Another recent case points up problems with transparency and accountability. It involves three men now in their seventies – former employees at a government bank – who were finally found not guilty by the supreme court, 29 years after they were first detained on corruption charges and fired from their jobs. Over the decades their case was heard by a total of 99 different judges. In such instances of wrongful detention or judgment, the Judicial Yuan is required to review the files to see whether any judges or prosecutors should be held to account for gross negligence. But the review panel consists only of fellow judges, and they never find their colleagues guilty of gross negligence. The documents from the review process are not even readily available for public scrutiny. Currently the Judicial Yuan is promoting a set of reform measures that would help appreciably to improve judicial performance, but these will certainly face strong opposition from vested interests. One proposal would change the way judges are appointed. Now they come straight out of law school, taking the bench without the maturity or social experience to deal with complicated cases. The proposed change would adopt something akin to theU.S. practice of appointing seasoned lawyers with extensive professional expertise. Some study would be needed on how to phase in the new system, so that young people already being trained for judgeships would not be affected.

Reforming legal education

An even more basic reform being considered would revamp our legal education, which is currently mainly conducted at the undergraduate level. Students enter law school right out of high school, and then take the bar exam – or the exams for judges or prosecutors. That prevents them from acquiring a well-rounded education, leaving them with a rather narrow perspective. Requiring lawyers to have graduate-level education, as in the United States, would be a very positive step, but again sunset rules would be needed to take care of students already in the pipeline and also to upgrade the existing law colleges.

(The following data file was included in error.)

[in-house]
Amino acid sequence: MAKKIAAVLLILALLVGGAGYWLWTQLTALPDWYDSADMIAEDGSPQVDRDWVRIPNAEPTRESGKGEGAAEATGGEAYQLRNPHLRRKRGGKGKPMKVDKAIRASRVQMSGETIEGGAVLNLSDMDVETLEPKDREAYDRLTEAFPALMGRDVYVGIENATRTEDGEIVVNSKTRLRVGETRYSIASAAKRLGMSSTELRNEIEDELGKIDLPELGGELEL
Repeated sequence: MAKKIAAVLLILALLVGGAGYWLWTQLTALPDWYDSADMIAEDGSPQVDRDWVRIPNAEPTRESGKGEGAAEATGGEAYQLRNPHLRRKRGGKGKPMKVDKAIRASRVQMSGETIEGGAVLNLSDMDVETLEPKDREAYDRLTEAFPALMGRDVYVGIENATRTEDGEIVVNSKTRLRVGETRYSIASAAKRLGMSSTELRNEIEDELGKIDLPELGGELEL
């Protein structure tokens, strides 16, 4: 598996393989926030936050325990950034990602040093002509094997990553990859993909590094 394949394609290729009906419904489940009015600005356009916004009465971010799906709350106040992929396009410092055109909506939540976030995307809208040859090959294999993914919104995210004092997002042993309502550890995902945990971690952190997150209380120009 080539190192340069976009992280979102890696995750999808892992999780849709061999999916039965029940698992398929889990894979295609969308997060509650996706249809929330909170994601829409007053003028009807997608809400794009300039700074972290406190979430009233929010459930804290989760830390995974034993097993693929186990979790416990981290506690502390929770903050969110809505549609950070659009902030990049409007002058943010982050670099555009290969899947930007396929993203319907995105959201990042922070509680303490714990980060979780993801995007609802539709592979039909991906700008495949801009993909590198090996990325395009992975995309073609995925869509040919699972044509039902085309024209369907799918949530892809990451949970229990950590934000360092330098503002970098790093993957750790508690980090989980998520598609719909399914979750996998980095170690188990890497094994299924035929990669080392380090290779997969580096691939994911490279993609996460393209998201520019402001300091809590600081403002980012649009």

Also vitally needed is continuing education and retraining for legal professionals – including law professors – so that they are equipped to deal with sophisticated new developments. Otherwise their legal knowledge will quickly become obsolete. Instituting effective reforms in all these areas by 2020 means starting now. The media, the public, and relevant NGOs all have a role to play. But the key will be the existence or absence of strong leadership exerted from the top. In this presidential election, both candidates are veteran lawyers with wide experience. If the next president takes up judicial reform as a task of top priority, he will be remembered by generations to come for making an invaluable contribution to this society.

— Based on an interview with Taiwan Business TOPICS editor-in-chief Don Shapiro.

http://www.amcham.com.tw/publication_topics_view.php?volume=37&vol_num=11&topics_id=993

http://www.amcham.com.tw/dl/54-56_CVChen.pdf